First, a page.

*
The Daily Prompt: Craft

My Creative Mommy

When I was a kid, I didn’t think it was anything special that my mom single-handedly remodeled our homes. No, I don’t mean she went shopping and had furniture delivered, hired men to paint, and found contractors to install new flooring. I mean she stripped wallpaper, put up new paper, painted walls, redid floors herself, built shelves, planted gardens with fences, created fancy dollhouses for me out of moving boxes, etc. Didn’t all mothers do these things?

I spent a lot of time walking with her through hardware stores, yet for whatever reason she seemed to avoid teaching me to help her. I’m not sure why this is, but I suspect she didn’t want to impose her interests on me because she wanted me to find my own. While she was busy with her DIY stuffs, I would be reading or drawing doggies or making bead necklaces or embroidering a denim shirt… not that there’s anything wrong with that.

In New Jersey, she experimented quite a bit with recipes. We had a large garden and the typical zucchini megacrop. That was fun. She also went through a homemade soup phase and a Jell-O mold phase and a DIY ice cream phase… and of course a breadmaking phase. We also had a summer of candlemaking. I wish I had photos. See, if I’d made candles with my kids, that would definitely have generated a scrapbook spread, but my mom didn’t do scrapbooks, and photos were mostly taken on vacations. I have no tangible evidence of our candle phase, except the memory that it was fun. I know I made a few colorful mushrooms that could have festooned a set of Alice in Wonderland. There was also at least one frog and possibly other woodland flora and fauna.

Later on, whenever I was interested in something, my mom found a way to help me with it, if she could (or if I would let her). I didn’t appreciate this so much at the time, but isn’t it a nice quality of someone who cares about you? I appreciate that now, when a friend offers the gift of their time unexpectedly. It’s such a generous thing to do. I’m trying to be more that way myself, remembering Mom and what a kind, caring, generous person she was.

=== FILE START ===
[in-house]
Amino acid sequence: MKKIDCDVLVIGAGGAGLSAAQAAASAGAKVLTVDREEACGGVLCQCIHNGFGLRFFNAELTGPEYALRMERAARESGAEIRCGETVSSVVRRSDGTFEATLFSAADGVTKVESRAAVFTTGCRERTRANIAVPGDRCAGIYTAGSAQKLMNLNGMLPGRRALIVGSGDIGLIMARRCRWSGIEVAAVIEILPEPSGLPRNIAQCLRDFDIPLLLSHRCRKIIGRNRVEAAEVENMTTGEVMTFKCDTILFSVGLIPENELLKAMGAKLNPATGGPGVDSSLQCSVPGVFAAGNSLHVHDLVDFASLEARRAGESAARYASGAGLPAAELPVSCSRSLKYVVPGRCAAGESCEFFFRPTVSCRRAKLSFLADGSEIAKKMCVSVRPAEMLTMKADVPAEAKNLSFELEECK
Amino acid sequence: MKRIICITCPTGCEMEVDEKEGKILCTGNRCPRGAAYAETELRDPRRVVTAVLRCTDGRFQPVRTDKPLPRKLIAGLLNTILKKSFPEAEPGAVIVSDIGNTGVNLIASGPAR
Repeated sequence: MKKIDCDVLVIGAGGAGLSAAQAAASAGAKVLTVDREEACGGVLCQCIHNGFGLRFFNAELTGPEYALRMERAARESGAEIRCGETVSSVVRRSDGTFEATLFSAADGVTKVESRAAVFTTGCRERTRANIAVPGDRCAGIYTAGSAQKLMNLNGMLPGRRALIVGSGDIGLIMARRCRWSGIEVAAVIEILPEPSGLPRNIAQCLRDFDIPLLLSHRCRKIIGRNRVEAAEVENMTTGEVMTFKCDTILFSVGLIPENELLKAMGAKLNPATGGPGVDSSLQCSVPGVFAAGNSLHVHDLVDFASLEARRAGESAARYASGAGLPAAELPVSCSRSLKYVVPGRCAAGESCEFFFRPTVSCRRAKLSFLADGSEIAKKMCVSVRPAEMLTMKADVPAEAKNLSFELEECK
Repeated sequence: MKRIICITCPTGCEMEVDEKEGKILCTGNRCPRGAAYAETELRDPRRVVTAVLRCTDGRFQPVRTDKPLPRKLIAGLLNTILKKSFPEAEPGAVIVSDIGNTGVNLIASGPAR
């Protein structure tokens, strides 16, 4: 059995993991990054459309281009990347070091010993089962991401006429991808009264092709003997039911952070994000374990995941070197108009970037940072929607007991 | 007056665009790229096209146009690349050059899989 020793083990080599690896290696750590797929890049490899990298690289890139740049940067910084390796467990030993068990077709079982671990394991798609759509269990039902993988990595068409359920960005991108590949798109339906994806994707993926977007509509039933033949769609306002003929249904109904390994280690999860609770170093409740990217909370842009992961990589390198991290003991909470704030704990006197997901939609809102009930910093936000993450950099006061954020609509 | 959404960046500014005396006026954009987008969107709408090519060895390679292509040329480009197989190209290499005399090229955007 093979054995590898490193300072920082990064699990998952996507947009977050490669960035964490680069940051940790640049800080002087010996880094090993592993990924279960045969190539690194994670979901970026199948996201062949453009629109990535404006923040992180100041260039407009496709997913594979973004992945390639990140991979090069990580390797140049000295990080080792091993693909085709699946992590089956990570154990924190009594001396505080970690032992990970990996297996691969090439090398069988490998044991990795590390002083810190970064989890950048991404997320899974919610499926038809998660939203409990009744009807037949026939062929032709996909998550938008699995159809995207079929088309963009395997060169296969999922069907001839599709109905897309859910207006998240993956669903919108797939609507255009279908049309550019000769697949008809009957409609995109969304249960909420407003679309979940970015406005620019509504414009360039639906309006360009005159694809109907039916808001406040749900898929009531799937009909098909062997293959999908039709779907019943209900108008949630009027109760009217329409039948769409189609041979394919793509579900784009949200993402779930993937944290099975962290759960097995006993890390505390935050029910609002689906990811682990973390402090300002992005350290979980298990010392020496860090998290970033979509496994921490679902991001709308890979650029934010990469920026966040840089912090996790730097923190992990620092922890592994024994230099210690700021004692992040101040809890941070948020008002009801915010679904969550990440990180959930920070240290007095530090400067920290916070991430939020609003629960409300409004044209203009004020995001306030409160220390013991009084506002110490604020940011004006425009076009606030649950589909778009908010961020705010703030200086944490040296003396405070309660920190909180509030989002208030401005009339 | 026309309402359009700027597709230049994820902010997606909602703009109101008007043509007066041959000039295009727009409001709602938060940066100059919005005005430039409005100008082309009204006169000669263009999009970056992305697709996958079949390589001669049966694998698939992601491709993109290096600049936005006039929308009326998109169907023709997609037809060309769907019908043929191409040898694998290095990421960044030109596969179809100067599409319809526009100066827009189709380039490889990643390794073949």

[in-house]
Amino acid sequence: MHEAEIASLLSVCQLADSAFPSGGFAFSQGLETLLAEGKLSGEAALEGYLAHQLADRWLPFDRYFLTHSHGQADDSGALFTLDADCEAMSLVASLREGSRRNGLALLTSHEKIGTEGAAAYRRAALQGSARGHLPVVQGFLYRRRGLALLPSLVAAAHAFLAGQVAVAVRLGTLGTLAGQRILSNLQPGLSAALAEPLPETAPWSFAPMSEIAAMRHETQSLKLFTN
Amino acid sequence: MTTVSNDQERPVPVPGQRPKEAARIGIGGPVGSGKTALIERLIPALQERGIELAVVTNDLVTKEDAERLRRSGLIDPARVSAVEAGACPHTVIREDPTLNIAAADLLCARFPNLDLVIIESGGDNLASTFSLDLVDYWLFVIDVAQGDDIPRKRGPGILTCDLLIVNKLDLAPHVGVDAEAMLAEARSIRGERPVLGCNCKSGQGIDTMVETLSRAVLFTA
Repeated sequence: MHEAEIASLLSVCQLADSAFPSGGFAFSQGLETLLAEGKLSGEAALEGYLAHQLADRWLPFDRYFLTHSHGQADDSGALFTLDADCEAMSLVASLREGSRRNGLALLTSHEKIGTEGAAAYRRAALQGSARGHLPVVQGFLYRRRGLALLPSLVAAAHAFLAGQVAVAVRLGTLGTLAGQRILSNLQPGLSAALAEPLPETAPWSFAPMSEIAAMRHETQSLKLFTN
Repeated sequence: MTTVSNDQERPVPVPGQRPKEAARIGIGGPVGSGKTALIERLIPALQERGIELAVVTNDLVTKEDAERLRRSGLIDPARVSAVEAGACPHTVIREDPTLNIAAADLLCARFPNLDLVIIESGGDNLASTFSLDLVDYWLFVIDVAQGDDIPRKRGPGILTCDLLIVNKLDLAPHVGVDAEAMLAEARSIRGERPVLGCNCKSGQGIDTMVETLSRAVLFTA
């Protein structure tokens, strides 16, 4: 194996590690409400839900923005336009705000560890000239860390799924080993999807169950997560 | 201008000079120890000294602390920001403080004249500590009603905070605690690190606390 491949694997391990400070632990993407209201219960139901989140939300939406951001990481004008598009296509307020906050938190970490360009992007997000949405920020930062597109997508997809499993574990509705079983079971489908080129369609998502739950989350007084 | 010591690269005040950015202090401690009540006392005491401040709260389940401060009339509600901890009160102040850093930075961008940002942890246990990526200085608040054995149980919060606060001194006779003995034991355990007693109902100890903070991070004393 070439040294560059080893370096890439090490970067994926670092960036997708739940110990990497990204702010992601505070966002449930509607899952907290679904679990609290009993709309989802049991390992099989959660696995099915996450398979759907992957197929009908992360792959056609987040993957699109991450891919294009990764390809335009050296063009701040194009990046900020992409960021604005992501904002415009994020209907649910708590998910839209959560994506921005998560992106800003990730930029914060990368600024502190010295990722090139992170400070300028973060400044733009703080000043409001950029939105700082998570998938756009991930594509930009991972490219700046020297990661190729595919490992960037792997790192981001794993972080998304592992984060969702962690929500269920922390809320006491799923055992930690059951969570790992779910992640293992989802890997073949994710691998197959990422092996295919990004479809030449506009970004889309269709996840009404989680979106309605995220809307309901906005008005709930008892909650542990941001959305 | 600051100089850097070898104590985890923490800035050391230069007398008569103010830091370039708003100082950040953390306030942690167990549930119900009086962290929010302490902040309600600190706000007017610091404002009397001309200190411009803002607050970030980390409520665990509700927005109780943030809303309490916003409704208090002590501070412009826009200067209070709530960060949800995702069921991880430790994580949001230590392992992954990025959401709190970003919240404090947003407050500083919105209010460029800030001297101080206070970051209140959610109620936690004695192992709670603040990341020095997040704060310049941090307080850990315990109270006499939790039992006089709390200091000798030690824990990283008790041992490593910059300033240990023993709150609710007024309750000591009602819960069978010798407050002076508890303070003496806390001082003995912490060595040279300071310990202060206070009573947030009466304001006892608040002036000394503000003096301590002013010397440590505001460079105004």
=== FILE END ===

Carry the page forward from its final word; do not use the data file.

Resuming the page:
I will always miss her.

10 Years After

Exactly 10 years ago today I flew to Maui with my husband and children. I still have the children, though they are adults now ~ two beautiful daughters, smart, kind, good people, successful college grads, and fully employed. I no longer have the husband.

Sometimes I think about an event and say to myself aha this is the moment my marriage really ended, even if it hobbled along for years after that. Hindsight is so awesome, right? There are times I believe my marriage collapsed in in 2001, 0r 2004, or on this trip to Maui in 2006. But who knows.

I’ve visited Maui twice (and the Big Island on another vacay) and loved it so much. What a gorgeous piece of paradise. But as my regular readers know, I don’t enjoy extensive traveling, and so I probably won’t go back again. It’s a long plane flight (for me) and it’s expensive. Takes a lot of planning. Etc. I don’t like to leave Gatsby either. It’s important to me to spend at least a little time with him every day. I feel something’s missing when I don’t.

As I age, a new feeling has begun to coalesce: I can like things, even love them, and not ever have to own them or experience them again. Forex, a house. Sometimes I think, oh gosh, I’ll never be able to afford another house and I “should be” sad about that because isn’t that the American dream, to own a house? But I ponder that more and realize, no, I actually don’t want the burden of home ownership again and I’m happy I’ve had it a few times, when I was younger and had more energy (and when my mother was around to help)… that’s enough. Living in an apartment is easier.

The couple times I did stand-up comedy were fun and I’m glad one of my friends highly encouraged me to try it initially. People seemed to be a bit puzzled that I wasn’t going to do a third routine, but all I wanted to do was prove (to myself) that (1) I had the confidence to go up there in front of a live audience and (2) I possessed a bit of talent to get a few laughs. I accomplished these objectives. I had no need to continue.

A serious destination vacation, such as a trip to a beautiful island, is also something that shall have a happy place in my memory box and not be an item on my “bucket list” (such as it is). What lurks on that mysterious list anyway? When I figure it out, you’ll be the first to know. 😉